Partial Exemption: Third, to recognize the impact of the additional requirements on small businesses, the Final Rule exempts financial institutions that collect information on fewer than 5,000 consumers from the requirements of a written risk assessment, incident response plan, and annual reporting to the board of directors.
Expansion of Definition of Covered “Financial Institutions”: Fourth, it expands the definition of “financial institution” under the GLBA to include entities engaged in activities that the Federal Reserve Board determines to be incidental to financial activities. This change brings “finders,” companies that bring together buyers and sellers of a product or service, within the scope of the Final Rule and makes the definition of “financial institution” more analogous to that in the Bank Holding Company Act. In addition, the Final Rule defines several terms and provides related examples, including of “financial institution,” in the Rule itself rather than incorporate them by reference from the Privacy of Consumer Financial Information Rule
The Final Rule will come into effect one year after the date of publication in the Federal Register.
The Final Rule authorizes the FTC to commence enforcement actions and impose civil fines and penalties in the event of non-compliance. Entities subject to the Safeguards Rule should review their current information security programs against the Final Rule’s new, more prescriptive standards and begin the process of implementing changes to address any shortcomings prior to the effective date of the Final Rule.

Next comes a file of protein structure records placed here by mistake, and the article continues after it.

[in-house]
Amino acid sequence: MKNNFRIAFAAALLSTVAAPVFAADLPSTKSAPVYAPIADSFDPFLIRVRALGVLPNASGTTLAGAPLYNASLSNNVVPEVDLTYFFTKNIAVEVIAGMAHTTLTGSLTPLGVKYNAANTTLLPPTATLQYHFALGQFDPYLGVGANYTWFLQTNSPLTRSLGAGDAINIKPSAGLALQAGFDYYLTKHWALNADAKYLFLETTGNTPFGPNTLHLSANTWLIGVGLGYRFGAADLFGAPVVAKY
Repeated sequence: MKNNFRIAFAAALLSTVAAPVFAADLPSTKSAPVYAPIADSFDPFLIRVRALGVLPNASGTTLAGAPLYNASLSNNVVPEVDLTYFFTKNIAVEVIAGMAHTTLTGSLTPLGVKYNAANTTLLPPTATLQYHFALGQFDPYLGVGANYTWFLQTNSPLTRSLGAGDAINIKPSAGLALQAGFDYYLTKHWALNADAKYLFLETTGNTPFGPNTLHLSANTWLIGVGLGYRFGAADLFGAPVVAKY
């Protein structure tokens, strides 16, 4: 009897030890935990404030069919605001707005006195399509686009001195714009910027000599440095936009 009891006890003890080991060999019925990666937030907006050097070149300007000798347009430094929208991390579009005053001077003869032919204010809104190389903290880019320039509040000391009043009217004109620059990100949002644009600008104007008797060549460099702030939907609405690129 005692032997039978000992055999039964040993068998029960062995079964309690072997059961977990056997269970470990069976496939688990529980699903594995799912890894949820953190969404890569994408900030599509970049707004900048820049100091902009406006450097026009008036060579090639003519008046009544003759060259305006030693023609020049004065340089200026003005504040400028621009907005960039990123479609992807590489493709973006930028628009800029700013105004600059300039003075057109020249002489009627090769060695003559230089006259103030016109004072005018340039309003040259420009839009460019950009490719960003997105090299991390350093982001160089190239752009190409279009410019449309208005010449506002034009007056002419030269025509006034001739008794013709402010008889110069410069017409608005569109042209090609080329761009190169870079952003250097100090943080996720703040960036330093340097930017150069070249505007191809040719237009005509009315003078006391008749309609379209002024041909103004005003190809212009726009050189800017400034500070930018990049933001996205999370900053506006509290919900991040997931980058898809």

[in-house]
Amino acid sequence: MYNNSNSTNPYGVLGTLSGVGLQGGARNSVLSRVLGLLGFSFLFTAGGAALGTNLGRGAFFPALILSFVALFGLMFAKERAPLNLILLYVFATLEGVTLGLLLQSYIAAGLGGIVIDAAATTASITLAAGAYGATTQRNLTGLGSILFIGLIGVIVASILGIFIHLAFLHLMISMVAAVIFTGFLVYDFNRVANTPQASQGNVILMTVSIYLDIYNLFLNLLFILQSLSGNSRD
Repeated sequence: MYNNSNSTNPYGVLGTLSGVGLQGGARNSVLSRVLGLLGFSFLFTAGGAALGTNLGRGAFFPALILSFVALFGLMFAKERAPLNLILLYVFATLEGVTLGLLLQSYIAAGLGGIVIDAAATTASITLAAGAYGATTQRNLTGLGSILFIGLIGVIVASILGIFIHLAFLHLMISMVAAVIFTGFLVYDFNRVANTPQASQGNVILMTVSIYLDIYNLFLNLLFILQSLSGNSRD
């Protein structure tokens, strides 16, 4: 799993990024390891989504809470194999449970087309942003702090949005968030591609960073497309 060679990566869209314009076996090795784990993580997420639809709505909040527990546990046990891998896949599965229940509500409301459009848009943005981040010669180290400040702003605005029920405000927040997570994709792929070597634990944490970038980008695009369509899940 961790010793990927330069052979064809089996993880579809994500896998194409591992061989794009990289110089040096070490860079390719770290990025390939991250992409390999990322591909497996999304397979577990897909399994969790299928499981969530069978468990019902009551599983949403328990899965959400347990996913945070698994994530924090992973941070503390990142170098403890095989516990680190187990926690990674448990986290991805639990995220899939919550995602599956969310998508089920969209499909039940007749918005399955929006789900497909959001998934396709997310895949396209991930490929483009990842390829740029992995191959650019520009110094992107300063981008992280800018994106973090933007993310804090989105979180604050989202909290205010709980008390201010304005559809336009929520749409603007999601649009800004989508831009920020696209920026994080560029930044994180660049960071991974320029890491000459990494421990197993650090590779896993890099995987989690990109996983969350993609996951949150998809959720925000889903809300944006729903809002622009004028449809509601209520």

The exemption for financial institutions collecting information on fewer than 5,000 customers seems somewhat arbitrary because often cyber criminals target the smaller service providers who are less prepared for security incidents. Since the chain is only as strong as the weakest link, this exemption will require covered institutions to double their efforts to have oversight and insurance for the activities of vendors and subcontractors that are exempt.
The GLBA and the Safeguards Rule do not preempt states from regulating cybersecurity. Accordingly, the Final Rule should be viewed as the baseline but certain states, such as New York, require additional controls and protocols for compliance with state law requirements.
Financial institutions should start preparing now for the additional security requirements needed to comply with the upgraded GLBA safeguards as they will take some time to operationalize.
©2021 Blank Rome LLP. All rights reserved. Please contact Blank Rome for permission to reprint. Notice: The purpose of this update is to identify select developments that may be of interest to readers. The information contained herein is abridged and summarized from various sources, the accuracy and completeness of which cannot be assured. This update should not be construed as legal advice or opinion, and is not a substitute for the advice of counsel.